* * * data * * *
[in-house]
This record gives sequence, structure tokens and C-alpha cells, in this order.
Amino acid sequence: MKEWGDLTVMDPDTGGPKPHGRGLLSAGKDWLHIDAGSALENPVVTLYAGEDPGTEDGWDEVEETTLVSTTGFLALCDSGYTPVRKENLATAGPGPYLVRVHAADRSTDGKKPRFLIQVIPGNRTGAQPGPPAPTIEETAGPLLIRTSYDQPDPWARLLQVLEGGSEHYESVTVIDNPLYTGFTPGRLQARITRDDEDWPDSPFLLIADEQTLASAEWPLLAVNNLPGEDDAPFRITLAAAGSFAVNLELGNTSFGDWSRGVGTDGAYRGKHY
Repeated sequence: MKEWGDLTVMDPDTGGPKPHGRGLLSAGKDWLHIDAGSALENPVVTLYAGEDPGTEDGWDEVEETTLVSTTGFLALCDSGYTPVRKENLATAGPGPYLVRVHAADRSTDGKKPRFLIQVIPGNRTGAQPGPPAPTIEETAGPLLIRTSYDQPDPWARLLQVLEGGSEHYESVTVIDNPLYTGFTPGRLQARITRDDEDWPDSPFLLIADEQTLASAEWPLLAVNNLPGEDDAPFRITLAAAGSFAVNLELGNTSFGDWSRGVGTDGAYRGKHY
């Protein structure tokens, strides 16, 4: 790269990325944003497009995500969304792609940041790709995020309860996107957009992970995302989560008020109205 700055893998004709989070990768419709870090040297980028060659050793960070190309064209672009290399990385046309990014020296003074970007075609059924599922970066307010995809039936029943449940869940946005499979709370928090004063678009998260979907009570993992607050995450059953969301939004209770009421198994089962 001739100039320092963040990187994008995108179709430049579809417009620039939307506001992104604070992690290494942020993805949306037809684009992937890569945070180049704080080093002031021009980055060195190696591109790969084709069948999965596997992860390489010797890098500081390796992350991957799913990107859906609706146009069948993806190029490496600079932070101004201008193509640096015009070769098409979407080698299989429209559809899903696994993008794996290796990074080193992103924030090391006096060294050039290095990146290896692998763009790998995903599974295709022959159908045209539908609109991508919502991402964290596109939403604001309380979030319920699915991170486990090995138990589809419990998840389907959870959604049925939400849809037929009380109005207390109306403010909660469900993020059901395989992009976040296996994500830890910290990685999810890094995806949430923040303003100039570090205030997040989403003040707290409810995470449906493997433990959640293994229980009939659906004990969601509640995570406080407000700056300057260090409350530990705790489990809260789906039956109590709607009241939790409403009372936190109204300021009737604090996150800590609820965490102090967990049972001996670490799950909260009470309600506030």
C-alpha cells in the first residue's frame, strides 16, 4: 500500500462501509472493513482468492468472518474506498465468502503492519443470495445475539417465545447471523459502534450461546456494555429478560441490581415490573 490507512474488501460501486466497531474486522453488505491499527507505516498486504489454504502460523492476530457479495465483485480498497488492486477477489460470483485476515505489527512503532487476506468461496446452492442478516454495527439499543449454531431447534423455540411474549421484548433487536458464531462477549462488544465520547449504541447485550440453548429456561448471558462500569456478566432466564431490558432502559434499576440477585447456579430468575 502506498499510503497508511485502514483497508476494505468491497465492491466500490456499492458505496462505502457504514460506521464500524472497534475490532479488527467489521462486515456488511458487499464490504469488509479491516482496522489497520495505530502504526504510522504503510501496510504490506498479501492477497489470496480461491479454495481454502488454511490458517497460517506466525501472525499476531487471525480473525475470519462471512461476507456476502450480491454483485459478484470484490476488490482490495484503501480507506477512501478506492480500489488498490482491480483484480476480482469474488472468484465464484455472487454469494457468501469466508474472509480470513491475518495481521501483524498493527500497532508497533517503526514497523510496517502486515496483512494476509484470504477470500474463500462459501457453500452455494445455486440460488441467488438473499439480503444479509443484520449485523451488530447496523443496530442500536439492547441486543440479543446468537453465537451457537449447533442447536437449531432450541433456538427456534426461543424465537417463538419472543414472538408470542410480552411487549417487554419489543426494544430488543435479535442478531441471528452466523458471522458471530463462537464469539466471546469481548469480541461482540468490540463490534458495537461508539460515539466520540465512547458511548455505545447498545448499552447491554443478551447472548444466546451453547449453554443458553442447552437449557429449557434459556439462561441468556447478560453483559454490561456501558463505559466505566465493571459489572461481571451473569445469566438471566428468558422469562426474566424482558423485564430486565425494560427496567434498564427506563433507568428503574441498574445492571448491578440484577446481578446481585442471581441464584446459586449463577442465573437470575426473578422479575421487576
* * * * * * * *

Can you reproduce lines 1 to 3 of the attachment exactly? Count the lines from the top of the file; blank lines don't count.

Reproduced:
[in-house]
This record gives sequence, structure tokens and C-alpha cells, in this order.
Amino acid sequence: MKEWGDLTVMDPDTGGPKPHGRGLLSAGKDWLHIDAGSALENPVVTLYAGEDPGTEDGWDEVEETTLVSTTGFLALCDSGYTPVRKENLATAGPGPYLVRVHAADRSTDGKKPRFLIQVIPGNRTGAQPGPPAPTIEETAGPLLIRTSYDQPDPWARLLQVLEGGSEHYESVTVIDNPLYTGFTPGRLQARITRDDEDWPDSPFLLIADEQTLASAEWPLLAVNNLPGEDDAPFRITLAAAGSFAVNLELGNTSFGDWSRGVGTDGAYRGKHY